You have to be willing to be the bad guy in someone else's story
Here are a few questions for you: How would you feel if you discovered that one of your exes had gone on to found a relationship blog? How would you feel if you found that relationship blog and saw that the most recent post was about something you yourself had done in that relationship half a decade ago? How would you feel seeing true descriptions of your behavior punctuated with all-caps exclamations of “THIS 👏🏻IS 👏🏻 TOXIC”, and seeing dozens and dozens of commenters chiming in to agree? And then how would you feel if you agreed with them too?
I was asking myself these questions in very-early 2020, three-point-something years after I’d quit drinking and started the very long process of changing my harmful behavior. I was staring at that call-out post on my phone, sitting on a curb in a parking lot during a break while at a weekend personal growth event in St. Petersburg Florida. During that break, along with all the other breaks in that weekend, we were directed to call multiple people in our contact lists and create new possibilities for those relationships, taking responsibility for our own contributions to any breakdowns and explicitly declaring our stand for a connected and vivid future together. Many other people were pacing the parking lot I was in, either on their phones or gathering the strength to push the dial button and make something happen. I was looking at my ex’s relationship blog because I had googled her in preparation for calling her and having one of those create-new-possibilities conversations - she’d had a significant online presence while she and I were dating, so I wanted to see what she was up to so that I could have something to comment on supportively during the conversation that I was about to initiate with her.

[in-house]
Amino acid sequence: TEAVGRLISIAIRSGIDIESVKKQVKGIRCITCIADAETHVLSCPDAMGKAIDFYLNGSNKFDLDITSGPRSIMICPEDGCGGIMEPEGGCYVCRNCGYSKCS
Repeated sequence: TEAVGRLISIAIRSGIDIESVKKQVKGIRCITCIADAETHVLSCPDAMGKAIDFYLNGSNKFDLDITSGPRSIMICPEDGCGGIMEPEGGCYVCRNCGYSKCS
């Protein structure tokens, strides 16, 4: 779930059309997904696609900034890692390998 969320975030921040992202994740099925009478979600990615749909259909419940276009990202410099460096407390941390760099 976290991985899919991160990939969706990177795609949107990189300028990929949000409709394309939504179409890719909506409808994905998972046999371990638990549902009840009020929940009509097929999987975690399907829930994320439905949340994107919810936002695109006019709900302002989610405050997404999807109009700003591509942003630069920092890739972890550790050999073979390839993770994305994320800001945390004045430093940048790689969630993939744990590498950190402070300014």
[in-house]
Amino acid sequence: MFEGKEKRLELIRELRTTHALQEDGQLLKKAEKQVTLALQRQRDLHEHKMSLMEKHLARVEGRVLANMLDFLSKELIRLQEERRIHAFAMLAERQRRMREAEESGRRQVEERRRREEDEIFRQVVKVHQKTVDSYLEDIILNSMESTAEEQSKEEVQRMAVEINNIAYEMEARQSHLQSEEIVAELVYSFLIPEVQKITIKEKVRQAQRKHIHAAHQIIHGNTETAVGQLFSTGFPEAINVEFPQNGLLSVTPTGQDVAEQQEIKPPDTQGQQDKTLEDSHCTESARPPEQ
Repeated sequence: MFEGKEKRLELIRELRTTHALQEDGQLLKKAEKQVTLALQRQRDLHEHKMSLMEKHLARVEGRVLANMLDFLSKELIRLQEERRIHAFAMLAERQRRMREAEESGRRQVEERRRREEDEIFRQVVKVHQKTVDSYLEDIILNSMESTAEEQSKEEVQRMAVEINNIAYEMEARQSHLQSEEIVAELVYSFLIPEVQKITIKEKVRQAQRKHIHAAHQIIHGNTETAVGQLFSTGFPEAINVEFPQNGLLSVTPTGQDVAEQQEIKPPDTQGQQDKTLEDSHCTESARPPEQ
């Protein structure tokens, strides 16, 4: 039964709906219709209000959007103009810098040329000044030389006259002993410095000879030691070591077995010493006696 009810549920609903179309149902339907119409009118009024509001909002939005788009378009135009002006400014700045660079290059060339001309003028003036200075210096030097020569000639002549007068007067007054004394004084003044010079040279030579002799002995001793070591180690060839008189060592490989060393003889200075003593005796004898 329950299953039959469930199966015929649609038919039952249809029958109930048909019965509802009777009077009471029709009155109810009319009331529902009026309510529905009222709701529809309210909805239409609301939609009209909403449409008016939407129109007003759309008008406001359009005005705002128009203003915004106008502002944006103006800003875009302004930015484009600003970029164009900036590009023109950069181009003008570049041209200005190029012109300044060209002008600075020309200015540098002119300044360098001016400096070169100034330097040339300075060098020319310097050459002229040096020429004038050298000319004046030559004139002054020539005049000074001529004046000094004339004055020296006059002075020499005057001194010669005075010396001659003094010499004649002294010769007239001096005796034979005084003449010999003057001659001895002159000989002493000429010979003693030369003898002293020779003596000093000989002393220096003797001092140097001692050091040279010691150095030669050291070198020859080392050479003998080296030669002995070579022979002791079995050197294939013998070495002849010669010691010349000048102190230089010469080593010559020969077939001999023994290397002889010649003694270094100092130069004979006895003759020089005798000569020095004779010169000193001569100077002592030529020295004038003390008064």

I’d written her an amends letter during my 9th-step work in secular AA; I’d drafted it and re-drafted it and gotten feedback on it from some of the people I most trusted in the program, then I’d put it in the mail and waited by the mailbox for some sort of response for weeks before finally moving on. That one amend, to her, had occurred as overwhelming to me for my entire first year of sobriety, and I’d gotten really busy doing all kinds of productive-looking work besides actually facing up to it, telling myself that once I had one year of sobriety then I’d finally be ready to take it on. Then my first sober anniversary rolled around and I went from having 364 days of sobriety to 365, and I felt no new capabilities magically bestowed upon me; I finally accepted that I had to do it sooner or later and then did what I thought I had to do and found it no more easy than it would have been if I had just taken it on right away.
What made the amend so scary was not just the depth and extent of the harmful behavior that I had undertaken during our relationship; it was the feelings that had been present for me towards the very end, when I had finally realized what I had done, when I realized that it was too late to change course and that I didn’t even know how to change or even what exactly to do differently.